when we hide our lust

from Saint Valentine

his cardiac cards covering

for the moment

our restless members

abiding in the dark

our cowering greedy

hardly ecclesiastical parts.

Dead Heisenberg

Could dead Heisenberg's

uncertain fylfooted ghost,

gaunt and luminous, forever

climbing now, descending now

the same old glowing bars,

the rows of stars

of near and far galaxies,

condemned to be someplace,

to be somewhere restrained,

could his shade still break the chains,

smash the rigid ruts,

the nuts and bolts

of unalterable order?

No cobwebby waves to contend with,

shaggy uncertain crests

lost in the depths

of uncertain histories,

ghostly mysteries;

no good fight against

orchestrated theories

and eminent authorities

scaring or scoring the universe

into static Newtonian order.

No need to unsteadily proceed

to some conclusion, some sum

of hidebound computations,

hard and fast calculations

chalked on a dusty blackboard;

the resolution is not there to be found

and Heisenberg knew it.

No matter where you go, said he,

zinging and slinging particles

or parts of digits

or quiddities of quarks,

bitten to the quick

by colossal forces,

zigging and zagging

somewhere, nowhere,

you are never only there;

every place is no place at all,

every oasis of certainty

dry as a bone,

barren as the moon,

searching, venturing

beyond worlds upon worlds

of time and place,

targeting the farthest wastes

with doubtful appearances.

Nevertheless and always

there is never any certain home,

never any place of rest,

never anything but uncertain restless pace.

A talented man, Heisenberg,

no doubt a genius,

an explorer in the realm of science

who at the wrong time

did protest just a little

and ended up in the frying pan;

a lucky chance in the black order,

pulled out by two mothers,

slapped on the wrist and

off he goes to an untidy

nuclear hesitation for the Reich,

a hesitation of uncertainly itself,

a form of action, of determination

and what about it? What do we know?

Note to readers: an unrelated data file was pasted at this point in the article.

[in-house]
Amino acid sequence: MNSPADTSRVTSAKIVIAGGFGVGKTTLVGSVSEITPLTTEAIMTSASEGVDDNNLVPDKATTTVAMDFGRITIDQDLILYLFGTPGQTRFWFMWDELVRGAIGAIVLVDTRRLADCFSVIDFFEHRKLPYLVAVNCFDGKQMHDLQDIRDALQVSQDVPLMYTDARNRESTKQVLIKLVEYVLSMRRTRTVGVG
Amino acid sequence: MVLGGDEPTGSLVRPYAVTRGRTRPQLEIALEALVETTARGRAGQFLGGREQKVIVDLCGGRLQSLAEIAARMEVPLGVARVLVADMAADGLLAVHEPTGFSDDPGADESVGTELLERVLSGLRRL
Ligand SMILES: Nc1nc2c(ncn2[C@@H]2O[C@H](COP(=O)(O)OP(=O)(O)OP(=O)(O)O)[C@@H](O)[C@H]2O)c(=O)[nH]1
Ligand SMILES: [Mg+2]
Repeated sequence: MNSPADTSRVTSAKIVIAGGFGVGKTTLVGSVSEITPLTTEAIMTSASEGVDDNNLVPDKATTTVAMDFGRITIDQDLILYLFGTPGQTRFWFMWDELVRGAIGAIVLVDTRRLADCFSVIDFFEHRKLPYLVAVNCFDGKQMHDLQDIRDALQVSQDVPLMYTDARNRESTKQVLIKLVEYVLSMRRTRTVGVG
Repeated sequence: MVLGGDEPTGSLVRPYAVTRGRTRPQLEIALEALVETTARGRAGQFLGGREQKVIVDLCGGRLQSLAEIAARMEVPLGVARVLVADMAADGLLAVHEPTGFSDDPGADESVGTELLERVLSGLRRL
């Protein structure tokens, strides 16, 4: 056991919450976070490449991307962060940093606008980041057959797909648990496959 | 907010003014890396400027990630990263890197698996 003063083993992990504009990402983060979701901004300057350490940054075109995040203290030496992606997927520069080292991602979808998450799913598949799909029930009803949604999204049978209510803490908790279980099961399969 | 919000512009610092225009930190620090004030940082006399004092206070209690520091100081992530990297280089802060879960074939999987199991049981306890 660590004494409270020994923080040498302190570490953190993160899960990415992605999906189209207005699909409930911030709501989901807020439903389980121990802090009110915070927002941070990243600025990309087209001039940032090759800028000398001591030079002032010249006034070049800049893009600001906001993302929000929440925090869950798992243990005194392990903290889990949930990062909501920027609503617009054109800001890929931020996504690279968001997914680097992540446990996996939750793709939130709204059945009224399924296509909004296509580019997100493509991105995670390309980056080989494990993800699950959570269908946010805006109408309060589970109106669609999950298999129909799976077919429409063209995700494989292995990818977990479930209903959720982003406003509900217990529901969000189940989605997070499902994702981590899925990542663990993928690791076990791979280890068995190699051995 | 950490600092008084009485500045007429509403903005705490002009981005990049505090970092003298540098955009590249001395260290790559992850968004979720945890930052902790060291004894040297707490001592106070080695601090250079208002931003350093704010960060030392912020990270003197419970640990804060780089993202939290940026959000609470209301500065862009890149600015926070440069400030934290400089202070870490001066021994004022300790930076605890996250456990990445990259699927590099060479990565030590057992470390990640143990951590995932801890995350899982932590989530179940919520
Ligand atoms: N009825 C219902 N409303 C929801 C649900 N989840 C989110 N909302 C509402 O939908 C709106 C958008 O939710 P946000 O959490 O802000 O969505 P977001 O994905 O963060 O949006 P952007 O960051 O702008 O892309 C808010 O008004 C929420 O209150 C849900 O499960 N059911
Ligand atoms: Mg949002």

To this day we think we know

what we know is only his uncertainty;

a slow siege by the better angels

or the darker demons;

a slow siege leading to Gleichschaltung,

Heisenberg lock-stepping,

but somehow still out of step

and so it went and so he went.

Heisenberg works for this machine

grinding out equations

amidst the click of uncomprehending

Nazi boots and spurs;

his tiny cockle-burrs

merest particles winging on

to a new universal See,

a new unbounded race

to take us everywhere

and nowhere at once;

the looker looks

for no certainty, no set pattern

sees only gists and blurs;

does not believe his eyes,

cannot see the possibility

of the dust of centuries,

second by second,

rising up, getting out of hand,

getting away and getting in line

with the unsteady mazy dance

of heavenly angels of the new order,

of stars and atoms

tweaking out of orderly intent,

debasing solid design

with random mindful guile;

speeding on, breaking open

intangible time and tearing

the angels' symmetric wings

to feathery shreds;

they shed divine tears,

lost in a heaven of possibilities,

winking and blinking tears for nothing,

their lost wings still someplace

and someplace the whole shebang

speeds on, speeds on their wings

made whole again, speeds on

past Heisenberg in his classroom

teaching under the hooked cross

how things work outside the Reich.

We know what we know about him,

motioning to us in his wayward way,

is as uncertain as his motives,

skidding around as he does,

skipping fissioning stones

of neutrons

into glowing nuclei

with the skill of a busker

walking on stilts,

finding his certain way

through this unbelievable circus,

this unfocused universe

at sixes and sevens with itself;

a tapestry of deceit and

Heisenberg, steady as he goes

knows it and lived it.

About the Author

Jack D. Harvey

Jack D. Harvey’s poetry has appeared in Scrivener, The Comstock Review, Valparaiso Poetry Review, The Write Launch, Typishly Literary Magazine, The Antioch Review, The Piedmont Poetry Journal and elsewhere. The author has been a Pushcart nominee and over the years has been published in a few anthologies.
The author has been writing poetry since he was sixteen and lives in a small town near Albany, New York. He is retired from doing whatever he was doing before he retired.
His book, Mark the Dwarf, is available on Kindle.